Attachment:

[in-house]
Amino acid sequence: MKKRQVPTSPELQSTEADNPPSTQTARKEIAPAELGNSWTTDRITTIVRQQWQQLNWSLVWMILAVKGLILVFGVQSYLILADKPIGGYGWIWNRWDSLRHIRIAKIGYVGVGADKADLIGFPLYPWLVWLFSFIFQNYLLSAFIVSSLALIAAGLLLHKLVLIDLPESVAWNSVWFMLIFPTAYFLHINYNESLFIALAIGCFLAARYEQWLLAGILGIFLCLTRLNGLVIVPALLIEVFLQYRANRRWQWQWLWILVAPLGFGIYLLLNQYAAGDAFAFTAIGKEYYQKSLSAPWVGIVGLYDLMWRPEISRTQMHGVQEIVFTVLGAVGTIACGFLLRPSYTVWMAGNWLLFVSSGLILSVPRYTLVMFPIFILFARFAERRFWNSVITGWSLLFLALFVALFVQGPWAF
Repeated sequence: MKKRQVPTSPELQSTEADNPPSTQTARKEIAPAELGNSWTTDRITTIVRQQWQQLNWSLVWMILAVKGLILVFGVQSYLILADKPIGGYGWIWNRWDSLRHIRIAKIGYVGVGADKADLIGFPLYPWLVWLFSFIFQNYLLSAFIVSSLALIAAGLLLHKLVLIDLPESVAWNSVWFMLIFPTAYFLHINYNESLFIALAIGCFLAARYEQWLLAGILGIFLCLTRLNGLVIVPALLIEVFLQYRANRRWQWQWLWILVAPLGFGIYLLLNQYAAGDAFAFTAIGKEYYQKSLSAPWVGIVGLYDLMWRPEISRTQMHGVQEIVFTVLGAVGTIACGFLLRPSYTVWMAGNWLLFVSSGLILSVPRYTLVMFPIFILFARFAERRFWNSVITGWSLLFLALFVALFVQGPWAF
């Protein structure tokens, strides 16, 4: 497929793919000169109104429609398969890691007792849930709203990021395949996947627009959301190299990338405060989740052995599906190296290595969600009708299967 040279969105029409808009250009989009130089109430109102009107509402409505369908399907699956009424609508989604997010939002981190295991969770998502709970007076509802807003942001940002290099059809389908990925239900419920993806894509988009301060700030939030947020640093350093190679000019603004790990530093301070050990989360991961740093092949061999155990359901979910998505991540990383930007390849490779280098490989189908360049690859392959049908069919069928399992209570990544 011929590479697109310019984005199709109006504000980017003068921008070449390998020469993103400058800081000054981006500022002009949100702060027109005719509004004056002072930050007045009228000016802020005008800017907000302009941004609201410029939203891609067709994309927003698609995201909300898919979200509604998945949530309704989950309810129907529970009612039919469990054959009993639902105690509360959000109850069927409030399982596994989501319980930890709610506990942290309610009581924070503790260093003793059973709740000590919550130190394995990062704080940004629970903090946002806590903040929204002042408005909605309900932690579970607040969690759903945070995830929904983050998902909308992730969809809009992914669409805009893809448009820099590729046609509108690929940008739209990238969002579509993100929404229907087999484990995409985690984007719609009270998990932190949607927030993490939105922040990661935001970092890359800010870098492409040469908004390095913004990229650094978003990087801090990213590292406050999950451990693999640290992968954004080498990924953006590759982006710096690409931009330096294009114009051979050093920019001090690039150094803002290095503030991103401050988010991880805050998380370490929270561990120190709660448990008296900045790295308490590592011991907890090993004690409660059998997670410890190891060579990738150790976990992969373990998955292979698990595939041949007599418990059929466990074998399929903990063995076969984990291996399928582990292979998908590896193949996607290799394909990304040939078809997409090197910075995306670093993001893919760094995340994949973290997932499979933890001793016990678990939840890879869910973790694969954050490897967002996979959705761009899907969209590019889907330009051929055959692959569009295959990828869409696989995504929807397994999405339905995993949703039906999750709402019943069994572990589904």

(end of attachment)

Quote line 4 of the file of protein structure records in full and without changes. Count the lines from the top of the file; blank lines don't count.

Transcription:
């Protein structure tokens, strides 16, 4: 497929793919000169109104429609398969890691007792849930709203990021395949996947627009959301190299990338405060989740052995599906190296290595969600009708299967 040279969105029409808009250009989009130089109430109102009107509402409505369908399907699956009424609508989604997010939002981190295991969770998502709970007076509802807003942001940002290099059809389908990925239900419920993806894509988009301060700030939030947020640093350093190679000019603004790990530093301070050990989360991961740093092949061999155990359901979910998505991540990383930007390849490779280098490989189908360049690859392959049908069919069928399992209570990544 011929590479697109310019984005199709109006504000980017003068921008070449390998020469993103400058800081000054981006500022002009949100702060027109005719509004004056002072930050007045009228000016802020005008800017907000302009941004609201410029939203891609067709994309927003698609995201909300898919979200509604998945949530309704989950309810129907529970009612039919469990054959009993639902105690509360959000109850069927409030399982596994989501319980930890709610506990942290309610009581924070503790260093003793059973709740000590919550130190394995990062704080940004629970903090946002806590903040929204002042408005909605309900932690579970607040969690759903945070995830929904983050998902909308992730969809809009992914669409805009893809448009820099590729046609509108690929940008739209990238969002579509993100929404229907087999484990995409985690984007719609009270998990932190949607927030993490939105922040990661935001970092890359800010870098492409040469908004390095913004990229650094978003990087801090990213590292406050999950451990693999640290992968954004080498990924953006590759982006710096690409931009330096294009114009051979050093920019001090690039150094803002290095503030991103401050988010991880805050998380370490929270561990120190709660448990008296900045790295308490590592011991907890090993004690409660059998997670410890190891060579990738150790976990992969373990998955292979698990595939041949007599418990059929466990074998399929903990063995076969984990291996399928582990292979998908590896193949996607290799394909990304040939078809997409090197910075995306670093993001893919760094995340994949973290997932499979933890001793016990678990939840890879869910973790694969954050490897967002996979959705761009899907969209590019889907330009051929055959692959569009295959990828869409696989995504929807397994999405339905995993949703039906999750709402019943069994572990589904």